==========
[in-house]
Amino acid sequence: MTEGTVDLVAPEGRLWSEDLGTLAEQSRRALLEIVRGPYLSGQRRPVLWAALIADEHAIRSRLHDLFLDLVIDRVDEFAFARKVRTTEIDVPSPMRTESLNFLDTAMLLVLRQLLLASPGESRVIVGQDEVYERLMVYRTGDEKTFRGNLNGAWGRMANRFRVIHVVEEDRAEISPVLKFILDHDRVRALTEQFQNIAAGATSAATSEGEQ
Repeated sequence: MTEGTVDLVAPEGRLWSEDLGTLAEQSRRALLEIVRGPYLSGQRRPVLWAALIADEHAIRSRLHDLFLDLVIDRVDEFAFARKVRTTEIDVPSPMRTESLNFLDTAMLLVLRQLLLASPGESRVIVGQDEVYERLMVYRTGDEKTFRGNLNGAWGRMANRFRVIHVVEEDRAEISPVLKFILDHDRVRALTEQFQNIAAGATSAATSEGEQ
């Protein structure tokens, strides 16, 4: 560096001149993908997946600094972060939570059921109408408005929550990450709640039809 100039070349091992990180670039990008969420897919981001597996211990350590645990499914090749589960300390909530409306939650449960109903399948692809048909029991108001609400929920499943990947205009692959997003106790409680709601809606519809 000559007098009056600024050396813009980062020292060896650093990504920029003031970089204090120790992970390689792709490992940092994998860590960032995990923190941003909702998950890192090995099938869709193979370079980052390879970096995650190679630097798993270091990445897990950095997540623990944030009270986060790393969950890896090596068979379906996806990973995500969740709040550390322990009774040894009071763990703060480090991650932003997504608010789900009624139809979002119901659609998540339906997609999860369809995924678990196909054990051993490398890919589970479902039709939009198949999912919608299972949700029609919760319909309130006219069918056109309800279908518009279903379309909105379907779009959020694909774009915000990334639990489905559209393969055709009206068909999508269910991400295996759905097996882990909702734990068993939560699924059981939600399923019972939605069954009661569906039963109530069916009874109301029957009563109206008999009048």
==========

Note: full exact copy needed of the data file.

[in-house]
Amino acid sequence: MTEGTVDLVAPEGRLWSEDLGTLAEQSRRALLEIVRGPYLSGQRRPVLWAALIADEHAIRSRLHDLFLDLVIDRVDEFAFARKVRTTEIDVPSPMRTESLNFLDTAMLLVLRQLLLASPGESRVIVGQDEVYERLMVYRTGDEKTFRGNLNGAWGRMANRFRVIHVVEEDRAEISPVLKFILDHDRVRALTEQFQNIAAGATSAATSEGEQ
Repeated sequence: MTEGTVDLVAPEGRLWSEDLGTLAEQSRRALLEIVRGPYLSGQRRPVLWAALIADEHAIRSRLHDLFLDLVIDRVDEFAFARKVRTTEIDVPSPMRTESLNFLDTAMLLVLRQLLLASPGESRVIVGQDEVYERLMVYRTGDEKTFRGNLNGAWGRMANRFRVIHVVEEDRAEISPVLKFILDHDRVRALTEQFQNIAAGATSAATSEGEQ
């Protein structure tokens, strides 16, 4: 560096001149993908997946600094972060939570059921109408408005929550990450709640039809 100039070349091992990180670039990008969420897919981001597996211990350590645990499914090749589960300390909530409306939650449960109903399948692809048909029991108001609400929920499943990947205009692959997003106790409680709601809606519809 000559007098009056600024050396813009980062020292060896650093990504920029003031970089204090120790992970390689792709490992940092994998860590960032995990923190941003909702998950890192090995099938869709193979370079980052390879970096995650190679630097798993270091990445897990950095997540623990944030009270986060790393969950890896090596068979379906996806990973995500969740709040550390322990009774040894009071763990703060480090991650932003997504608010789900009624139809979002119901659609998540339906997609999860369809995924678990196909054990051993490398890919589970479902039709939009198949999912919608299972949700029609919760319909309130006219069918056109309800279908518009279903379309909105379907779009959020694909774009915000990334639990489905559209393969055709009206068909999508269910991400295996759905097996882990909702734990068993939560699924059981939600399923019972939605069954009661569906039963109530069916009874109301029957009563109206008999009048």